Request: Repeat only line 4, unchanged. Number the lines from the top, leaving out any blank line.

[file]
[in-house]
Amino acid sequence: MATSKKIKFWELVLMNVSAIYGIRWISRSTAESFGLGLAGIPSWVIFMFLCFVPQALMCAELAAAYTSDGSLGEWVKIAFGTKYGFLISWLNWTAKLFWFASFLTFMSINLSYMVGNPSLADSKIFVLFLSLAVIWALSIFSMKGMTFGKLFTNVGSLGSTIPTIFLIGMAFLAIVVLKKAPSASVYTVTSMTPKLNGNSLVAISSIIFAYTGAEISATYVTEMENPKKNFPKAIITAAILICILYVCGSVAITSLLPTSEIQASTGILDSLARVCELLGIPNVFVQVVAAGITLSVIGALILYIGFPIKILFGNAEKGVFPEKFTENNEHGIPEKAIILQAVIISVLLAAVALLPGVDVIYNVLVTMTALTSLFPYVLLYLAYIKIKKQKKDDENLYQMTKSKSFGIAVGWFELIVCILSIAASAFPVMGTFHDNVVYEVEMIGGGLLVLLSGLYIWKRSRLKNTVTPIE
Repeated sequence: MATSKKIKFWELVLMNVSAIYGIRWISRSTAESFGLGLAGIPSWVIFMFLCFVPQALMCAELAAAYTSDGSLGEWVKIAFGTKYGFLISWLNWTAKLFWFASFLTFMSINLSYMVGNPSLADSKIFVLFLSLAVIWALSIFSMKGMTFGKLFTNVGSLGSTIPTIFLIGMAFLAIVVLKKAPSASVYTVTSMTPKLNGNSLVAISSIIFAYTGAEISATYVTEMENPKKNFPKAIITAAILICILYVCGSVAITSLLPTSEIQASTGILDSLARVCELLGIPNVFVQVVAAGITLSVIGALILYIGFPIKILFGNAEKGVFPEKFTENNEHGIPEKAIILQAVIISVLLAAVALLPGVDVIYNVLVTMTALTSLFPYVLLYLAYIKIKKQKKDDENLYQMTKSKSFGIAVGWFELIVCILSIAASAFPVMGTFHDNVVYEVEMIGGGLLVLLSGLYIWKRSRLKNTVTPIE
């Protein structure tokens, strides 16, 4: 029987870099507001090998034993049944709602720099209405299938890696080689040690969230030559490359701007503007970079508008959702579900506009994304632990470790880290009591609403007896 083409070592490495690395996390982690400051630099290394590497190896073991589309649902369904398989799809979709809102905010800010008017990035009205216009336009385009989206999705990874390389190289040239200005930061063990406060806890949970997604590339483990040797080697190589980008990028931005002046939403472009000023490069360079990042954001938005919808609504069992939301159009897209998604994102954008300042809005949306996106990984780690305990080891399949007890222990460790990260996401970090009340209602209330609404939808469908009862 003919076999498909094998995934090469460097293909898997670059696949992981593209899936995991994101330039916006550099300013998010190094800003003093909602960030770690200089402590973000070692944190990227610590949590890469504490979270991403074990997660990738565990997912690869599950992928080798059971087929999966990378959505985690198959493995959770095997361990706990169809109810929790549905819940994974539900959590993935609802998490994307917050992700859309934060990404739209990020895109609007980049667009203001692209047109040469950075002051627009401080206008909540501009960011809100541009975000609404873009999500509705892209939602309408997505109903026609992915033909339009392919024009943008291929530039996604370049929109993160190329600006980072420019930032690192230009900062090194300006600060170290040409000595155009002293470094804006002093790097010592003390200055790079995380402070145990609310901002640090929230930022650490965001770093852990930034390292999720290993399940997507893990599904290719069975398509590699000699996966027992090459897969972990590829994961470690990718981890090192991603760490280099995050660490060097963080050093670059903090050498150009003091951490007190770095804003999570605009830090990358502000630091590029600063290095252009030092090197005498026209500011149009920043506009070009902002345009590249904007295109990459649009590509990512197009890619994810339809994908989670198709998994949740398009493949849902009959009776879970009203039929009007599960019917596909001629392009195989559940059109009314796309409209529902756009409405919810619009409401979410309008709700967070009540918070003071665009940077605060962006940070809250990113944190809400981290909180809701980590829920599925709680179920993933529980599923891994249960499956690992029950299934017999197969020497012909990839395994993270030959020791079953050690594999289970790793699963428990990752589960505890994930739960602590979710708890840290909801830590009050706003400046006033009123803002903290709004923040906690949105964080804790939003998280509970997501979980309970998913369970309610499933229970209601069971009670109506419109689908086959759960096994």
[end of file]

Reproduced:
């Protein structure tokens, strides 16, 4: 029987870099507001090998034993049944709602720099209405299938890696080689040690969230030559490359701007503007970079508008959702579900506009994304632990470790880290009591609403007896 083409070592490495690395996390982690400051630099290394590497190896073991589309649902369904398989799809979709809102905010800010008017990035009205216009336009385009989206999705990874390389190289040239200005930061063990406060806890949970997604590339483990040797080697190589980008990028931005002046939403472009000023490069360079990042954001938005919808609504069992939301159009897209998604994102954008300042809005949306996106990984780690305990080891399949007890222990460790990260996401970090009340209602209330609404939808469908009862 003919076999498909094998995934090469460097293909898997670059696949992981593209899936995991994101330039916006550099300013998010190094800003003093909602960030770690200089402590973000070692944190990227610590949590890469504490979270991403074990997660990738565990997912690869599950992928080798059971087929999966990378959505985690198959493995959770095997361990706990169809109810929790549905819940994974539900959590993935609802998490994307917050992700859309934060990404739209990020895109609007980049667009203001692209047109040469950075002051627009401080206008909540501009960011809100541009975000609404873009999500509705892209939602309408997505109903026609992915033909339009392919024009943008291929530039996604370049929109993160190329600006980072420019930032690192230009900062090194300006600060170290040409000595155009002293470094804006002093790097010592003390200055790079995380402070145990609310901002640090929230930022650490965001770093852990930034390292999720290993399940997507893990599904290719069975398509590699000699996966027992090459897969972990590829994961470690990718981890090192991603760490280099995050660490060097963080050093670059903090050498150009003091951490007190770095804003999570605009830090990358502000630091590029600063290095252009030092090197005498026209500011149009920043506009070009902002345009590249904007295109990459649009590509990512197009890619994810339809994908989670198709998994949740398009493949849902009959009776879970009203039929009007599960019917596909001629392009195989559940059109009314796309409209529902756009409405919810619009409401979410309008709700967070009540918070003071665009940077605060962006940070809250990113944190809400981290909180809701980590829920599925709680179920993933529980599923891994249960499956690992029950299934017999197969020497012909990839395994993270030959020791079953050690594999289970790793699963428990990752589960505890994930739960602590979710708890840290909801830590009050706003400046006033009123803002903290709004923040906690949105964080804790939003998280509970997501979980309970998913369970309610499933229970209601069971009670109506419109689908086959759960096994």